The most notorious of these border fighters was the bloody leader, William Quantrill, the leader at the Sacking of Lawrence. As dangerous a partisan leader as ever threw his leg into the saddle. He was born in Hagerstown, Maryland, on July 31, 1837, and as a boy, lived for a time in the Ohio city of Cleveland. At age 20, he joined his brother for a trip to California via the Great Plains. This was in 1856, and Kansas was full of Free Soilers, whose political principles were not always un-tempered by a large-minded willingness to rob. A party of these men surprised the Quantrill party on the Cottonwood River and killed the older brother. William Quantrill swore an undying revenge, and he kept his oath.
It is not necessary to mention in detail the deeds of this border leader. They might have had commendation for their daring had it not been for their brutality and treachery. Quantrill had a band of sworn men held under solemn oath to stand by each other and to keep their secrets. These men were well armed and well mounted, were all fearless and all good shots, the revolver being their especial arm, as it was of Mosby’s men in the Civil War. The tactics of this force comprised surprise, ambush, and a determined rush, in turn; and time and again, they defeated Federal forces many times their number, being thoroughly well acquainted with the country, and scrupling at nothing in the way of treachery, just as they considered little the odds against which they fought. Their victims were sometimes paroled, but not often, and a massacre usually followed a defeat.
The cold-blooded and unhesitating murder was part of their everyday life. Thus Jesse James, on the march to the Lawrence Massacre, had in charge three men, one of them an old man, whom they took along as guides from the little town of Aubrey, Kansas. They used these men until they found themselves within a few miles of Lawrence, and then, as is alleged, members of the band took them aside and killed them, the old man begging for his life and pleading that he had never done them any wrong. His murderers were no more than boys. This act may have been that of bad men, but not of the sort of bad men that leaves us any sort of respect, such as that which may be given Wild Bill, even Billy the Kid, or any of a dozen other big-minded desperadoes.
This assassination was but one of scores or hundreds. A neighbor suspected of Federal sympathies was visited in the night and shot or hanged, his property destroyed, and his family killed. The climax of the Lawrence Massacre was simply the working out of principles of blood and revenge. In that fight, or, more properly, that massacre, women and children went down as well as men. The James boys were Quantrill riders, Jesse a new recruit, and that day they maintained that they had killed sixty-five persons between them and wounded 20 more! What was the total record of these two men alone in all this period of guerrilla fighting? It cannot be told. Probably they themselves could not remember. The four Younger boys had records almost or quite as bad.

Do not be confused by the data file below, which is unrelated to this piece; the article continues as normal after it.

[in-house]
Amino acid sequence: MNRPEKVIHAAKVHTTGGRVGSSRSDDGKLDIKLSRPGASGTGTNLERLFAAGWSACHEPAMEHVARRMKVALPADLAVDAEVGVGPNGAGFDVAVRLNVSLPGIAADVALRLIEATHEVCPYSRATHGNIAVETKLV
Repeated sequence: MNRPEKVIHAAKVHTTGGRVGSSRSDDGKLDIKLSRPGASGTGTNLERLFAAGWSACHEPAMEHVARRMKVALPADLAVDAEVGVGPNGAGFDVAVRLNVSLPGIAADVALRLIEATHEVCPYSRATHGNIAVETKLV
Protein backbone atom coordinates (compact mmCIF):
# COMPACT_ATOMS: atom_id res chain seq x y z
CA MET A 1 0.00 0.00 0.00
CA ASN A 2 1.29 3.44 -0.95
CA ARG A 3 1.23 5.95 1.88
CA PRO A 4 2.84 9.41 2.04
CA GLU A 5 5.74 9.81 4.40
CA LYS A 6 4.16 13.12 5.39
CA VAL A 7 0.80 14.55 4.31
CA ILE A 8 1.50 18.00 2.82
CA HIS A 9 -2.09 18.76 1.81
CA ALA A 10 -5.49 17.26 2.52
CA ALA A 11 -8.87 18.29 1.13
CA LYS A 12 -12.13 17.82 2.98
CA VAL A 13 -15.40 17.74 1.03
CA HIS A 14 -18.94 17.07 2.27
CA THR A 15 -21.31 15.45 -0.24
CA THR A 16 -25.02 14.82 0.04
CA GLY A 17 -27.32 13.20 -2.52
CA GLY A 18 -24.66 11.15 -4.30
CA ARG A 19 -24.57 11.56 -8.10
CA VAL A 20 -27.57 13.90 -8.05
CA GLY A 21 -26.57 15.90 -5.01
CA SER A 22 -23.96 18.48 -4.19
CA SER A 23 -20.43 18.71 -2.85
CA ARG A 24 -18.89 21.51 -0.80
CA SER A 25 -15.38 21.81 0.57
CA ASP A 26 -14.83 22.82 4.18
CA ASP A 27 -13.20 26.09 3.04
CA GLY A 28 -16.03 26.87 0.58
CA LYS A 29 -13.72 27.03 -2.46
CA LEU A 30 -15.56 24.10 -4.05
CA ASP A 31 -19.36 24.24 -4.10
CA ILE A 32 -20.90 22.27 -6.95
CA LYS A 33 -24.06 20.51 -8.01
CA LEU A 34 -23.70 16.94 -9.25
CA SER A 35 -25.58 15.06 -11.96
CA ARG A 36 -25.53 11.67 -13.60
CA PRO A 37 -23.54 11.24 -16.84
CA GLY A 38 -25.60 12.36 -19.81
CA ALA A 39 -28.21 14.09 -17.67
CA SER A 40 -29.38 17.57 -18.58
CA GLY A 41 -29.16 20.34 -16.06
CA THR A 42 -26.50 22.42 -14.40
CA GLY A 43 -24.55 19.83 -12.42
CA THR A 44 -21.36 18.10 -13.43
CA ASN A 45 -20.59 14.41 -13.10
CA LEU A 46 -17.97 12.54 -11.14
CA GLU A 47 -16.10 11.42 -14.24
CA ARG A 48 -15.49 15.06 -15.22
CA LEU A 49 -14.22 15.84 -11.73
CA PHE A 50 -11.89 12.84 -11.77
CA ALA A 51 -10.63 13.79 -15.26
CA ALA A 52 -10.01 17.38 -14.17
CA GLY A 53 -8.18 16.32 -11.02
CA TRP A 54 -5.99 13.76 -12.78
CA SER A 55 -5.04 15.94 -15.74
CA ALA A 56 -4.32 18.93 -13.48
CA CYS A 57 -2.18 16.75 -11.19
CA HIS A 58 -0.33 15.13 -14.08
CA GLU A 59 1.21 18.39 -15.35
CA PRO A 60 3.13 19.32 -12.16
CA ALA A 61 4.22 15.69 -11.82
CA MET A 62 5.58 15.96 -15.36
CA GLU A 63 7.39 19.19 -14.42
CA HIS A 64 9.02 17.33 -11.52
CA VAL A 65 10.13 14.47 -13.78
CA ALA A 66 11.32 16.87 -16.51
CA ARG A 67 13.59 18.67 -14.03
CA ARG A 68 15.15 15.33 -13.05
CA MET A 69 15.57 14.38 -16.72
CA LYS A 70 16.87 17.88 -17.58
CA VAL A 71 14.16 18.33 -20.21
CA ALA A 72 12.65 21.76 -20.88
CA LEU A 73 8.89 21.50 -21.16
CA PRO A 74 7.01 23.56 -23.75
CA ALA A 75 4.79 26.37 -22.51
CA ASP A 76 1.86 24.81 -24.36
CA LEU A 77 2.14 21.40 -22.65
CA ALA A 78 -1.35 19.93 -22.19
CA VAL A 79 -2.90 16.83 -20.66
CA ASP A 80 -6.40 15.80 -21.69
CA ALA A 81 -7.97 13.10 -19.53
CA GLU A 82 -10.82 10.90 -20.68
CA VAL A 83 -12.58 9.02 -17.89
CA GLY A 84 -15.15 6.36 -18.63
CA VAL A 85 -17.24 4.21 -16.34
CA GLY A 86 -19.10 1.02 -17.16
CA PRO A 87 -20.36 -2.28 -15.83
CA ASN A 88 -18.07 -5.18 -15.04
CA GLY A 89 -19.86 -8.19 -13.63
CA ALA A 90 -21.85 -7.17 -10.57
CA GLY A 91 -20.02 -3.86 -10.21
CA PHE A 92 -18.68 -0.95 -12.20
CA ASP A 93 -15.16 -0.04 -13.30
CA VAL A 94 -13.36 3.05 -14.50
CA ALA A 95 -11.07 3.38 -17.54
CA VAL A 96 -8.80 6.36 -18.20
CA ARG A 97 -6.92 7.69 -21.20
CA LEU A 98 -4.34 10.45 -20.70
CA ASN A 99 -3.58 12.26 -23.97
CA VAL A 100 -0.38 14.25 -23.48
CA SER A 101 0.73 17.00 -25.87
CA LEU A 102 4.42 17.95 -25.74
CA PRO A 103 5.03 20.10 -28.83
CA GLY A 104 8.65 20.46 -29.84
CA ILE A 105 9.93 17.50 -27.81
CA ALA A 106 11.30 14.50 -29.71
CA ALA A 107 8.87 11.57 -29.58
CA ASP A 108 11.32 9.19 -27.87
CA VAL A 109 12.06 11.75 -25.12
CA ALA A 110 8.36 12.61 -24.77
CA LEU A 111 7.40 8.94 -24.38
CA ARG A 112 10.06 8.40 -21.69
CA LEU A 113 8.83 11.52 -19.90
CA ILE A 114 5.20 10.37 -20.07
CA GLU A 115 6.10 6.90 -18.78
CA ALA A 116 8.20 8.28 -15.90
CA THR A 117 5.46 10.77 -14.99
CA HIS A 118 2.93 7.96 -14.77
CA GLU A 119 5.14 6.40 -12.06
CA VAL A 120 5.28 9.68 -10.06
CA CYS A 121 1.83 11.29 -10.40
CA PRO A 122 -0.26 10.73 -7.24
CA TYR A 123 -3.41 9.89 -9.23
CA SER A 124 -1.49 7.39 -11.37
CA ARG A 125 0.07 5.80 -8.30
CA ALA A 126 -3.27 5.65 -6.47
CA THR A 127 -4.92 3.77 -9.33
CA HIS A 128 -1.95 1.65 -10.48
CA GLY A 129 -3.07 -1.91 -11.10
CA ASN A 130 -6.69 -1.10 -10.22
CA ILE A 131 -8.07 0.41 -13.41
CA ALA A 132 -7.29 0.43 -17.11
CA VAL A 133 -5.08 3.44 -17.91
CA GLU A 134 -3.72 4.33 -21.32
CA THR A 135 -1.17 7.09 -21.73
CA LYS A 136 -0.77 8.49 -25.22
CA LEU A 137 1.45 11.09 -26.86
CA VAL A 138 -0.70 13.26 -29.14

There, indeed, was a border soaked in blood, a country torn with intestinal warfare. Quantrill was beaten now and then, meeting fighting men in blue or in jeans, as well as leading fighting men; and at times, he was forced to disband his men, later to recruit again, and to go on with his marauding up and down the border. His career attracted the attention of leaders on both sides of the opposing armies. At one time, it was nearly planned that Confederates should join the Unionists and make common cause against these guerrillas, who had made the name of Missouri one of reproach and contempt. The matter finally adjusted with Quantrill’s death in a fight at Smiley, Kentucky, in January 1865.
With a birth and training such as this, what could be expected for the surviving Quantrill men? They scattered over all the frontier, from Texas to Minnesota, and most of them lived in terror of their lives after that, with the name of Quantrill as a term of loathing attached to them where their earlier record was known. Many and many a border killing years later and far removed in locality arose from the implacable hatred that descended from those days.
As for the James boys, the Younger boys, what could they do? The days of war were gone. There were no longer any armed banners arrayed one against the other. The soldiers who had fought bravely and openly on both sides had laid down their arms and fraternized. The Union grew strong and indissoluble. Men settled down to farming, to artisanship, to merchandising, and their wounds were healed. Amnesty was extended to those who wished it and deserved it. These men could have found a living easy to them, for the farming lands still lay rich and ready for them. But they did not want this life of toil. They preferred the ways of robbery and blood in which they had begun. They cherished animosity now, not against the Federals, but against mankind. The social world was their field of harvest, and they reaped it, weapon in hand.